Date Built: 1856 Builders: Lafrinier & Stephenson, Black R., OH Johnson-Dover, OH
Construction: 2-mast schooner Owners:
Dimensions: 131x33x12 ft
350 t.
Cargo: Grain

Condition: both lower masts intact to above crows nests, dog house intact, one of the best wooden schooners to be dove anywhere.

Location: off of Presque Isle. Located by Stock in 2003

Depth: 185', masts at 100'

Date of Loss:Nov 7, 1860

GPS: N45 23.020 W83 26.106

Type of Loss: collision

Loss of Life: None

Co-ordinates are informational only, they maybe inaccurate and should

The upbound schooner collided with the downbound schooner RACINE and sank. The RACINE went down also, but was raised by the wrecking tug OSWEGO. Ashore and thought to be a total loss on S. Manitou, Lake Michigan, in late November of 1857. Sprang a leak in heavy weather and put on the beach to save her. Pulled off the next May by Capt. Dill. Hgl says she was lost on the Atlantic, in error.
Sources: Swayze


The two-masted schooner KYLE SPANGLER was built in 1856 at Black River (now Lorain), Ohio by William Jones (1808-1888). William Jones was a member of the famous Jones shipbuilding family, who were responsible for some of the most successful Great Lakes vessels built during the wooden shipbuilding era. Augustus Jones (1762-1841), the patriarch of the family, was one of the first two professional ship carpenters to build vessels along Ohio's north shore. William was one of Augustus' five sons - all of whom were shipbuilders - who continued to build vessels in his father's yard at Lorain after Augustus died. The yard was in operation from 1828 through 1868. William was superintending his own construction as early as 1833.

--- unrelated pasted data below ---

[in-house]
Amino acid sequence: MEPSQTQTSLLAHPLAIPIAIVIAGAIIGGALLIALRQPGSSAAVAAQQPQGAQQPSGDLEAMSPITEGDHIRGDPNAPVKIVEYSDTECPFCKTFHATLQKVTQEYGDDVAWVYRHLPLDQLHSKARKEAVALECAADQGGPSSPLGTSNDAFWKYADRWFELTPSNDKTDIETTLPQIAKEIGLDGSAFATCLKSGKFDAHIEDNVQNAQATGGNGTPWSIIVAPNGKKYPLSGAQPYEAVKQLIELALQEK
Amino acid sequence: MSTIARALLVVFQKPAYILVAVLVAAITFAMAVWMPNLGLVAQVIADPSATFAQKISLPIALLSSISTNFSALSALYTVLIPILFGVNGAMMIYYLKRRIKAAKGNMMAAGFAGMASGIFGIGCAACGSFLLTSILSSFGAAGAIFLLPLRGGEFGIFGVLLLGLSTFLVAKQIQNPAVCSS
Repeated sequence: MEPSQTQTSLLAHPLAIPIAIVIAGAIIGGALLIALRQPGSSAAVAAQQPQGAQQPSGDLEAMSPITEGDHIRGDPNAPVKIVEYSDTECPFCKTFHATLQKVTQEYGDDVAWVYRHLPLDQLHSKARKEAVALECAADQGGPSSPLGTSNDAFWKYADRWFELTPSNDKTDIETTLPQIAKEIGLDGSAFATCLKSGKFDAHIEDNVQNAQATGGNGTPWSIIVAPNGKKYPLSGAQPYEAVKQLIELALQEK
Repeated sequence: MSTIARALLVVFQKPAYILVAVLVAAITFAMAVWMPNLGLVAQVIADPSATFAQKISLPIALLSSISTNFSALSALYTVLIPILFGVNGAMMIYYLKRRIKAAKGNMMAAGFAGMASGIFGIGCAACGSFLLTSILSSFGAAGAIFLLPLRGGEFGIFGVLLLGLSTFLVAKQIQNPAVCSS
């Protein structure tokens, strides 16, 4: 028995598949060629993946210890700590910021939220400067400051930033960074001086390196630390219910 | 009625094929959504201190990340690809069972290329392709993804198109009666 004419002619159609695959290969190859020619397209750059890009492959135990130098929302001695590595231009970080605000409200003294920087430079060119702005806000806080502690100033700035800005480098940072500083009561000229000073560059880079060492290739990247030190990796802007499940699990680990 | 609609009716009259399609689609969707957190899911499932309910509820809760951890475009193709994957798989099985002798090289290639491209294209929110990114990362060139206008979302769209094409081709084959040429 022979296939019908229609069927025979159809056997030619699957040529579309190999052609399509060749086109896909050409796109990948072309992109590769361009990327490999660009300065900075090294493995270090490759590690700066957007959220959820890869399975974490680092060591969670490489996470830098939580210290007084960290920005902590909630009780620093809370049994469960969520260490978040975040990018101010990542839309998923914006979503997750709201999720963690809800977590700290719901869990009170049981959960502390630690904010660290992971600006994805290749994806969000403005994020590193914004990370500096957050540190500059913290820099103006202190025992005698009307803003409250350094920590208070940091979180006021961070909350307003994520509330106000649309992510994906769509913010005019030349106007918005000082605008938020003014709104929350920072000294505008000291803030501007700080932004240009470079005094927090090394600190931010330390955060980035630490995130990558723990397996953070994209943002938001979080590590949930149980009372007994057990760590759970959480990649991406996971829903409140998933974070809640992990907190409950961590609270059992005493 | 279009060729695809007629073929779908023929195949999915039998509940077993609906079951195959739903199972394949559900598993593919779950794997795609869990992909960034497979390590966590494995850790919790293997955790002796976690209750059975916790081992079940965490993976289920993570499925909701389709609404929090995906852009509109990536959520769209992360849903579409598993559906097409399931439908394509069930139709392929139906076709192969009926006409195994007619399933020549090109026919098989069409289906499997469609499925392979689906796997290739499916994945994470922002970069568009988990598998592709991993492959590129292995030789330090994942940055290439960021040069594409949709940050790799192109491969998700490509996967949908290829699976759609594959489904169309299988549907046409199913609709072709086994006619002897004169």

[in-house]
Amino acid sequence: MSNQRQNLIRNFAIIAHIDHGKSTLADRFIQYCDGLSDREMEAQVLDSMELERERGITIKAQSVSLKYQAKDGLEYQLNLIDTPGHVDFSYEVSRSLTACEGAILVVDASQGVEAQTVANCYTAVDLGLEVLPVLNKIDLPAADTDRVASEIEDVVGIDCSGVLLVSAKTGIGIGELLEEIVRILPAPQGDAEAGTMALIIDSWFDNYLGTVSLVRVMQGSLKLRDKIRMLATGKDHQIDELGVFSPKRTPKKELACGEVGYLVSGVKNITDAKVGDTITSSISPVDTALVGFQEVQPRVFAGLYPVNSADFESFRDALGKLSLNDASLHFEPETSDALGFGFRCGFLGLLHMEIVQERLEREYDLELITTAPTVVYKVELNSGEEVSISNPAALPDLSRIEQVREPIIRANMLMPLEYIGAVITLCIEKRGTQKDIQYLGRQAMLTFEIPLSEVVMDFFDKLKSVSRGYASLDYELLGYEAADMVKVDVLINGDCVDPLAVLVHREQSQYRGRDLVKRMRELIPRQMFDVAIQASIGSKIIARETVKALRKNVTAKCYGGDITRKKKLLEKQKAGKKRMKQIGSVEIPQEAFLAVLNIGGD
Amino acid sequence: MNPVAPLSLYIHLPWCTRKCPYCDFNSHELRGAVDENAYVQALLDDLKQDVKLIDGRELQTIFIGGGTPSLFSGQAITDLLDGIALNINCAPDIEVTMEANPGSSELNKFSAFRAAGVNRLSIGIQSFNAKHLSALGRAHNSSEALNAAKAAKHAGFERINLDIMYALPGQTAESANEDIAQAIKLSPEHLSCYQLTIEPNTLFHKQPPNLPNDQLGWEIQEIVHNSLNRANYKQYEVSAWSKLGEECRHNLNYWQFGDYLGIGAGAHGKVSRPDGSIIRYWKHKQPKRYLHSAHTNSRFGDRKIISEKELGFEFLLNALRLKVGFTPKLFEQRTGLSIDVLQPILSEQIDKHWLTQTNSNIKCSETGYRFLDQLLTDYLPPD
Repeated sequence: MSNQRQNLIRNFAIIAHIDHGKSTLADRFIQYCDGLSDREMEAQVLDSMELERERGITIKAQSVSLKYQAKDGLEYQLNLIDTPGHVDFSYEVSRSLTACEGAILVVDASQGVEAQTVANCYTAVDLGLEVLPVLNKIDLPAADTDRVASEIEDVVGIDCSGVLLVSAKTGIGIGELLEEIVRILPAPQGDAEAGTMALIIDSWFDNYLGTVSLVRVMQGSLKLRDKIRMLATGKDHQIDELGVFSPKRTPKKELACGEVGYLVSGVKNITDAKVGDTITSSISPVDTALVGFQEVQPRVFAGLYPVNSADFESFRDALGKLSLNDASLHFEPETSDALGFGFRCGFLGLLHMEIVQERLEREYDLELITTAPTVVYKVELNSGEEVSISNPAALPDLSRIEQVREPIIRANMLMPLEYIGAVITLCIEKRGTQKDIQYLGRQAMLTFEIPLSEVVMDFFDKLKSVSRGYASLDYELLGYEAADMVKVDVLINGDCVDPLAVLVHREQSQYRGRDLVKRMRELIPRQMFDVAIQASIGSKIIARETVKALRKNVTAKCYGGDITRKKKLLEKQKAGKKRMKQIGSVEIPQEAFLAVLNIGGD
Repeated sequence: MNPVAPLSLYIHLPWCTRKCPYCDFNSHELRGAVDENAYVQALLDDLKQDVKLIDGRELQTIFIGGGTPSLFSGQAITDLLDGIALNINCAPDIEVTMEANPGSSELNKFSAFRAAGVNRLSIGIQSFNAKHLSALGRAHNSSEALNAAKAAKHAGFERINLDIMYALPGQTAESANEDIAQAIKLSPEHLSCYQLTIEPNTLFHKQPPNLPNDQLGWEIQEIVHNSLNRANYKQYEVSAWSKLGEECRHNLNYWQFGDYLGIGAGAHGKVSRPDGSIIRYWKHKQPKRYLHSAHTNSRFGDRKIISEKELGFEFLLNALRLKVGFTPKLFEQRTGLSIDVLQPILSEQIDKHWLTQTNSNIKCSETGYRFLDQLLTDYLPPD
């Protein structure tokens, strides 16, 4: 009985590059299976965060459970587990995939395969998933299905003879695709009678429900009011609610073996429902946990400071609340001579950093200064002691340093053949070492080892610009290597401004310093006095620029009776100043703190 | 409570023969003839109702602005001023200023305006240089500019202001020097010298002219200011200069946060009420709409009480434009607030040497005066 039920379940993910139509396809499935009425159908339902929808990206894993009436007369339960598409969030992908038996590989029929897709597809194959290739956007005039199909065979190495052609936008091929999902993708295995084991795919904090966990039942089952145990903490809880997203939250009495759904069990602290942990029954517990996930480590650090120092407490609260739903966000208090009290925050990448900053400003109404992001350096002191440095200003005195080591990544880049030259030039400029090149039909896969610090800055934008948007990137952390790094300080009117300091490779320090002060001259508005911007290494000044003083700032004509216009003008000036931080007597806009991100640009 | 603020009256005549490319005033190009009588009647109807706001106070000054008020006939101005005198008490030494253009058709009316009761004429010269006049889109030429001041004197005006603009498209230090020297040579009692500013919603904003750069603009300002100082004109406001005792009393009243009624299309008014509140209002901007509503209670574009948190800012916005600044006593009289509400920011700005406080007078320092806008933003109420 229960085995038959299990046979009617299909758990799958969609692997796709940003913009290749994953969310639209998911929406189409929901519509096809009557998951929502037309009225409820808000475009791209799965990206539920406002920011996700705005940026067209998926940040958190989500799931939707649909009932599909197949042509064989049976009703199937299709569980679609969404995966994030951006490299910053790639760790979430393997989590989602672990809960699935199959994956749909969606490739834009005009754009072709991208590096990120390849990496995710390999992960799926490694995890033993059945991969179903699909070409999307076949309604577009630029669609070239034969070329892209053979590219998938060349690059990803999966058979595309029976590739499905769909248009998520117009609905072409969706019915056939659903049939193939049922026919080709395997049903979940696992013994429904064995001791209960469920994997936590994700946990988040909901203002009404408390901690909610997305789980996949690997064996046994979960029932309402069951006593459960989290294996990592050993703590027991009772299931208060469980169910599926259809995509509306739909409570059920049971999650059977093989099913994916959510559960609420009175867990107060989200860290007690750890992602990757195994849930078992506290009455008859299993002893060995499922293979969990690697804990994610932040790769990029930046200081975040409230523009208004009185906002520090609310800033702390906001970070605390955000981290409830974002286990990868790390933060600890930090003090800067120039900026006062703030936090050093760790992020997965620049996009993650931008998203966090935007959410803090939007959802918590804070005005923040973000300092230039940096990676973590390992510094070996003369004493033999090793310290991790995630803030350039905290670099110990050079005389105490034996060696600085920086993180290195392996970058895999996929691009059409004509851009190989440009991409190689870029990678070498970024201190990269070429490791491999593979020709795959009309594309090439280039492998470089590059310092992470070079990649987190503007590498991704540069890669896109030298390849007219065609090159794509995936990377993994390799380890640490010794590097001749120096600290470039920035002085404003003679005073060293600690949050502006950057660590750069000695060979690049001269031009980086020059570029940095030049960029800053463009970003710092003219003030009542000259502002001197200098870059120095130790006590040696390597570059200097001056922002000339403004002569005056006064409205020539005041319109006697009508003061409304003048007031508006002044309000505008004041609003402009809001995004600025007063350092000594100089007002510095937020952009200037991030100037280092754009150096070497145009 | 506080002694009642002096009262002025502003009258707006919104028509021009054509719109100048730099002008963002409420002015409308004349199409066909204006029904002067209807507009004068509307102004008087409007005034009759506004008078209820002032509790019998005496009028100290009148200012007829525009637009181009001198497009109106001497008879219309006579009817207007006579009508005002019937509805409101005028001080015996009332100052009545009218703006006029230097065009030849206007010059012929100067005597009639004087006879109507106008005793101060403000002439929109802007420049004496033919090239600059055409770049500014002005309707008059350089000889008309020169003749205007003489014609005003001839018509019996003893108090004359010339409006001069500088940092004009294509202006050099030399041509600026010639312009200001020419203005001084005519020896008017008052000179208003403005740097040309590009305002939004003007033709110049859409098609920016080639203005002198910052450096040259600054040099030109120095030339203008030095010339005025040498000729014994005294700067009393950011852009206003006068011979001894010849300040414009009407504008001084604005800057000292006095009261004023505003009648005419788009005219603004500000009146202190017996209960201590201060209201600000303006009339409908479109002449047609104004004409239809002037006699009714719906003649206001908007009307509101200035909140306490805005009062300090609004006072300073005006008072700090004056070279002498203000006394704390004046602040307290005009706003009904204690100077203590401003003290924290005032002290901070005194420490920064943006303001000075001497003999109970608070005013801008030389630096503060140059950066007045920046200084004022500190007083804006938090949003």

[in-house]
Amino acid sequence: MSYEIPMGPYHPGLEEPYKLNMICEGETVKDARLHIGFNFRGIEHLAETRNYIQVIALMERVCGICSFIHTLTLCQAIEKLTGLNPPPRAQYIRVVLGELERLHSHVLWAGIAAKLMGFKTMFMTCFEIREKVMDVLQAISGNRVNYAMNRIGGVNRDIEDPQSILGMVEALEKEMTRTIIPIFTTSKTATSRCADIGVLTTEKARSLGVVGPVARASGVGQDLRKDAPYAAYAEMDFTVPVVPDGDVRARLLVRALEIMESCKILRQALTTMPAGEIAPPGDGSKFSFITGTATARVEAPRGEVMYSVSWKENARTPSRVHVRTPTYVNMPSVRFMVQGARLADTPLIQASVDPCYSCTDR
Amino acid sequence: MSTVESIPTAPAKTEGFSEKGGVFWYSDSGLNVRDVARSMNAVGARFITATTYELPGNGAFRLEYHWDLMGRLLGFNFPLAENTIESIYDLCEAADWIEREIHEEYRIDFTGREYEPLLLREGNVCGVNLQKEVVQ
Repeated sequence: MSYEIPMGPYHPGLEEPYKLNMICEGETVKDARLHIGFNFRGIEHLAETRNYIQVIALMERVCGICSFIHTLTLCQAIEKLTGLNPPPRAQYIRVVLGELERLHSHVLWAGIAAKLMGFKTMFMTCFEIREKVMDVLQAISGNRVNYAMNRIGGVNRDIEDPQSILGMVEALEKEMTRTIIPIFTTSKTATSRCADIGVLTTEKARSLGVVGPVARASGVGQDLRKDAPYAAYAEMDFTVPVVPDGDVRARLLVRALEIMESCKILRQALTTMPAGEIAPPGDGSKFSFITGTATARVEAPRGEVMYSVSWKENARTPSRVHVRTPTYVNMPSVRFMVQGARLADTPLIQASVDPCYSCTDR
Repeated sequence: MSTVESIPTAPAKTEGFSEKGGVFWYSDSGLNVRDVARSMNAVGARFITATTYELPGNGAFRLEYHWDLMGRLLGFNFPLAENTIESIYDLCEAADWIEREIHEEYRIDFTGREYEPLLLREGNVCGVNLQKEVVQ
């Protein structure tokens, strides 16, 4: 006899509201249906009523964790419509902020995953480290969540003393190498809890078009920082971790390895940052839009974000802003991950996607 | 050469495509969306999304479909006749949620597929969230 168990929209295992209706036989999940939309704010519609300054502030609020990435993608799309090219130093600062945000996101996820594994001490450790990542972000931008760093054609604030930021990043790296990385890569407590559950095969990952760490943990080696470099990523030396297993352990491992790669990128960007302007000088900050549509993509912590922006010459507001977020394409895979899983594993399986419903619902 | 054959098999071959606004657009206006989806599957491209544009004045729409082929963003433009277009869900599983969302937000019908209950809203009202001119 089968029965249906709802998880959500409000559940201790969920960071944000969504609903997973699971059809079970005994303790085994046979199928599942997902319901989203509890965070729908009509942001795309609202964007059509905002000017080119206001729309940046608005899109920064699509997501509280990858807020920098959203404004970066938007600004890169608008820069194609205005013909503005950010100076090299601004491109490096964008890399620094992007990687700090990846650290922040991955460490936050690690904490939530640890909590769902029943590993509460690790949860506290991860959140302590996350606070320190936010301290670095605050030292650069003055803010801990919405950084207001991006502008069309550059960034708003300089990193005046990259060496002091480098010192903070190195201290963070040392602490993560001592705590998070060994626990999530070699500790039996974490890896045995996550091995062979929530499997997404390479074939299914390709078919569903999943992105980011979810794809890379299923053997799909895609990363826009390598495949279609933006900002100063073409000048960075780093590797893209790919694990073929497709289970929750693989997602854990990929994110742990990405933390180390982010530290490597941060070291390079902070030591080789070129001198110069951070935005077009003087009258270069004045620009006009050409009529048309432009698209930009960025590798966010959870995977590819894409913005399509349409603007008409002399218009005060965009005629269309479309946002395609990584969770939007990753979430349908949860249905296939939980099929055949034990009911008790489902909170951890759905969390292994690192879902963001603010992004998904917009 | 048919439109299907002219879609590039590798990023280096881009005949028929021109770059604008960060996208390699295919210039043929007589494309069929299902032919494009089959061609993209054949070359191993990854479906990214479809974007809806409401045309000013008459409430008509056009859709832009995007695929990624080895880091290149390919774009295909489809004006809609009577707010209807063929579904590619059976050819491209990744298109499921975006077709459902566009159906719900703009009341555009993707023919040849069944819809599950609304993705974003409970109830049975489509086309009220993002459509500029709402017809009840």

The KYLE SPANGLER was first enrolled at Cleveland on May 15, 1856 with the following dimensions: 130'7" x 26'1" x 11'1" and 349.56 gross tons. The vessel was operated by the B.L. Spangler Company in 1856 and 1857. On October 2, 1857, the vessel was reenrolled at Cleveland in the name of Smith, Mott and Company, with Basil L. Spangler as managing owner. During this period the vessel reportedly went ashore at Sleeping Bear, on Lake Michigan, but was returned to service.

The owners decided to send the SPANGLER to the Atlantic coast with lumber in 1859. The vessel was reported fitting out for Boston in August. Little is known about the trip, but it appears that ownership changed while the schooner was on saltwater. This is indicated by the reenrollment of the vessel at New York City on September 30, 1859.

In 1860 the vessel returned to the Great Lakes. While upbound on Lake Huron on November 7, 1860, the KYLE SPANGLER collided with the downbound schooner Racine between Middle Island and Thunder Bay, and sank. At the time, the vessel was valued at $9,000 and had an insurance rating of A1, the highest a vessel could obtain.